Saber es Poder: Latinx women and leadership

The+Centro+Cultural+C%C3%A9sar+Ch%C3%A1vez+photographed+on+April+4+on+Oregon+State+University+campus.+Centro+Cultural+C%C3%A9sar+Ch%C3%A1vez+and+Community+Engagement+and+Leadership+is+hosting+a+leadership+development+program+in+Woodburn%2C+Ore.+on+April+15+and+16+focusing+on+Latinx+leadership+and+activism.

Ashton Bisner

The Centro Cultural César Chávez photographed on April 4 on Oregon State University campus. Centro Cultural César Chávez and Community Engagement and Leadership is hosting a leadership development program in Woodburn, Ore. on April 15 and 16 focusing on Latinx leadership and activism.

Sydni Zidarevich, Justice, Equity and Diversity Beat Reporter

Visit here to read this article in Spanish.

Saber es Poder is an annual leadership program focusing on Latinx leadership, activism and self-exploration. This year, it will be celebrated through an overnight immersive experience that will take place April 15-16 in Woodburn.

Lodging, food and transportation for the overnight experience will be provided, and there is no application fee. Spots are limited and the final deadline is April 7, with the application available online.

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Saber es Poder is a leadership program and collaborative series by Diversity & Cultural Engagement, presented through the Centro Cultural César Chávez and Community Engagement & Leadership. 

Through the overnight program, participants will be able to connect with community leaders and learn from their stories and experiences. This is an opportunity for participants to dissect and reflect on their own personal experiences and leadership skills.

“It’s a program that exposes students to whatever the theme of the year is,” fourth-year Public Health major and student organizer, Rocelia Celedonio said. “This year, for example, we’re doing Latinx women and leadership. We are just focusing on doing that by teaching feminist views from the Latinx perspective on leadership, exposing people to community leadership. We’re also trying to do community partnerships around the area.”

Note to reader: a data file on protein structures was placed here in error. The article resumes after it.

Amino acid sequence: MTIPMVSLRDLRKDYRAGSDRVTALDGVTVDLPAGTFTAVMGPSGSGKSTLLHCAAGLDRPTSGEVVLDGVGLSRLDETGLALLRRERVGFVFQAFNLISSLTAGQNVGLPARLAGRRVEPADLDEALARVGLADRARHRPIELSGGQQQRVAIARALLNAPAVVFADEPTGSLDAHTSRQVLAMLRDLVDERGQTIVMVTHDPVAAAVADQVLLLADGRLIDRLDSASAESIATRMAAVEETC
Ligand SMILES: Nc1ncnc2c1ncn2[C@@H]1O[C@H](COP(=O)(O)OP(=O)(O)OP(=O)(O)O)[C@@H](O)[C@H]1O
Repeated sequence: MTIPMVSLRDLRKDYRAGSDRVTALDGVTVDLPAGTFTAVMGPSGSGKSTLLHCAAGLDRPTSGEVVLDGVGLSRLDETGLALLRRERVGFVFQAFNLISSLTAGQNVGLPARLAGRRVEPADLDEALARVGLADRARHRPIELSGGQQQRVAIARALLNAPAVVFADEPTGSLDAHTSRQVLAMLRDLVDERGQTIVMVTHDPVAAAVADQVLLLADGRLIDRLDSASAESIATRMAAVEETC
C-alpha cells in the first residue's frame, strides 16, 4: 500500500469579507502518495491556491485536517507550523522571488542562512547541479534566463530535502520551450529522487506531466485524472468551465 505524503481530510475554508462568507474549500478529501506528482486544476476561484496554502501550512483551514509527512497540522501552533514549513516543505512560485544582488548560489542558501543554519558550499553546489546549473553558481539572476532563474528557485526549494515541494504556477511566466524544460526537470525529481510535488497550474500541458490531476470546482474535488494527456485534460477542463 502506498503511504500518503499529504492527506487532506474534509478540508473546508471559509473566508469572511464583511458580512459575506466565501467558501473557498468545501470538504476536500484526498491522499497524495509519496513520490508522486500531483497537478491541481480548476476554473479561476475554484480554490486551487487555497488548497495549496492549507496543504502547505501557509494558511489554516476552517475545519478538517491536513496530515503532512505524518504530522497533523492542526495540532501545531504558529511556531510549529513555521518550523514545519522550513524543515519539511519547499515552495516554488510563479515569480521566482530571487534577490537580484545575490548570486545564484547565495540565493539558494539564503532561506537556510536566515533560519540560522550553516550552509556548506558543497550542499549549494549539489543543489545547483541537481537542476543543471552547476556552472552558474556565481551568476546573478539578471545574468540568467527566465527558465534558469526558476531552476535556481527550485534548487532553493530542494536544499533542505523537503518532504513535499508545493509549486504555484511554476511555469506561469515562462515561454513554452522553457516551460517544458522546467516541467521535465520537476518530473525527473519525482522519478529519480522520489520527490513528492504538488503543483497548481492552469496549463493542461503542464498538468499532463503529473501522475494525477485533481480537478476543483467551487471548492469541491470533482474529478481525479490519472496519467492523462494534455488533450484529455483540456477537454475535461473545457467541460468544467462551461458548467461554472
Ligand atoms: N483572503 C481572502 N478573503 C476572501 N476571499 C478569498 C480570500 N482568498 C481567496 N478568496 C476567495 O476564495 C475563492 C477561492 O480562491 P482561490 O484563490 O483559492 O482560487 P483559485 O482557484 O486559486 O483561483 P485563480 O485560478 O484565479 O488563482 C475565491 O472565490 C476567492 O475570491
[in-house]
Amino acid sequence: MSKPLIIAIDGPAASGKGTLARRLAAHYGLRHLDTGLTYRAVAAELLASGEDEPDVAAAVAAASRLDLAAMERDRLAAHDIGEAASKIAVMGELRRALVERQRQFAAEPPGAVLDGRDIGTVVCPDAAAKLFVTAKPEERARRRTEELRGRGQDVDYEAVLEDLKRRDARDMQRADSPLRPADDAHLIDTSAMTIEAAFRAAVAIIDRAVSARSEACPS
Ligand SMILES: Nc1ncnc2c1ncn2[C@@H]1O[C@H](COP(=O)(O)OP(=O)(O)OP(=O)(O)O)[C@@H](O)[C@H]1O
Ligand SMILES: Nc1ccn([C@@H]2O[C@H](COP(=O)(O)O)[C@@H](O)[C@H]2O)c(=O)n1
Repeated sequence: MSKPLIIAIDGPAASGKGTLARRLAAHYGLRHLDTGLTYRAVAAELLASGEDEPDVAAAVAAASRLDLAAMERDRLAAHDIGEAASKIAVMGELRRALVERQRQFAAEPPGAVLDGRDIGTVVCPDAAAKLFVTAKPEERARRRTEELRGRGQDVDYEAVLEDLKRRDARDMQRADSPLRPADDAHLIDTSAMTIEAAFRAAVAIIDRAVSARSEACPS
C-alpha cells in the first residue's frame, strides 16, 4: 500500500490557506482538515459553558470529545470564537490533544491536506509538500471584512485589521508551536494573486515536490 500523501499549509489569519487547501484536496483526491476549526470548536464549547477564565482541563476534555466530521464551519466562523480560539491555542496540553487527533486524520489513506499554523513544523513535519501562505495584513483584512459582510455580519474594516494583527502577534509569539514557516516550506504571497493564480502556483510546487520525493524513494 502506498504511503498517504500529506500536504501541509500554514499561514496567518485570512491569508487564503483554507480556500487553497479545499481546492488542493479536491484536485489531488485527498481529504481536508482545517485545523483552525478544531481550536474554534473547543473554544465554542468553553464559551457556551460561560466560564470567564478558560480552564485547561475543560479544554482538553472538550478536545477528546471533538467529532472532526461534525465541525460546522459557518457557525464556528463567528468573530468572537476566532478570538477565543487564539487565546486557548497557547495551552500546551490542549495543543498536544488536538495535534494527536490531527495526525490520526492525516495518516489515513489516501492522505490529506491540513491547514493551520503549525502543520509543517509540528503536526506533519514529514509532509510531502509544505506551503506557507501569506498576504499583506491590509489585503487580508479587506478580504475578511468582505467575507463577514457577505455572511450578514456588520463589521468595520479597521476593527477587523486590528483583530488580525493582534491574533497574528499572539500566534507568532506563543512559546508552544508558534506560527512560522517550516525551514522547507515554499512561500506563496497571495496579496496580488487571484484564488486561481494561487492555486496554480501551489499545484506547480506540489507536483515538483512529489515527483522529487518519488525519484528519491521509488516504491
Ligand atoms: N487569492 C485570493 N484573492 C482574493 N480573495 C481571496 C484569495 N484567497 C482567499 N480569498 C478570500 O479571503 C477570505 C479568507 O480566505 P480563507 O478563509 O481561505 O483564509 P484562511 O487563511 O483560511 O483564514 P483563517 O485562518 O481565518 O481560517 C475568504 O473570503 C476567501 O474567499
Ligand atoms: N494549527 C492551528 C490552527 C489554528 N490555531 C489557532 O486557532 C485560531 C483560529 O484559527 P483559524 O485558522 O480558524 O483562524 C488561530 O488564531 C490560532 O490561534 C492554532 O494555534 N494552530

Not only is the CCCC working in conjunction with the CEL, but they are also working with outside organizations such as CAPACES Leadership Institute, located in Woodburn, who aim to serve, organize and build the leadership of Oregon’s Latinxs, Indigenous and Afro-descendants to “improve the quality of life for all.” 

CAPACES intends to do this through strengthening the wellness, capacity and political consciousness of individuals, organizations, movements and communities “to eliminate social disparities.”

CCCC is committed to creating an environment in which individuals feel safe and can learn from other Latinx women to join and deliver programs. Although the program is centered around Latinx women and leadership, this program is not exclusive to just the Latinx community.

“We’re trying to invite people with different backgrounds and stories, because, I feel like that’s one of the ways that we connect to (each other) is just storytelling,” Celedonio said. “We learn a lot about each other and a lot about…different ways of life that aren’t memories. And I think that’s very powerful, and very, very rewarding.”

Through the Saber es Poder Leadership Program’s overnight experience, the CCCC and CEL hope to not only empower the Latinx community, but engage a larger part of the OSU community.

“The idea is to empower really anybody who attends a program, it doesn’t matter if what you identify or anything,” Celedonio said. “It’s a little bit different from what it’s been presented in previous years…our central theme is to just empower our participants.”

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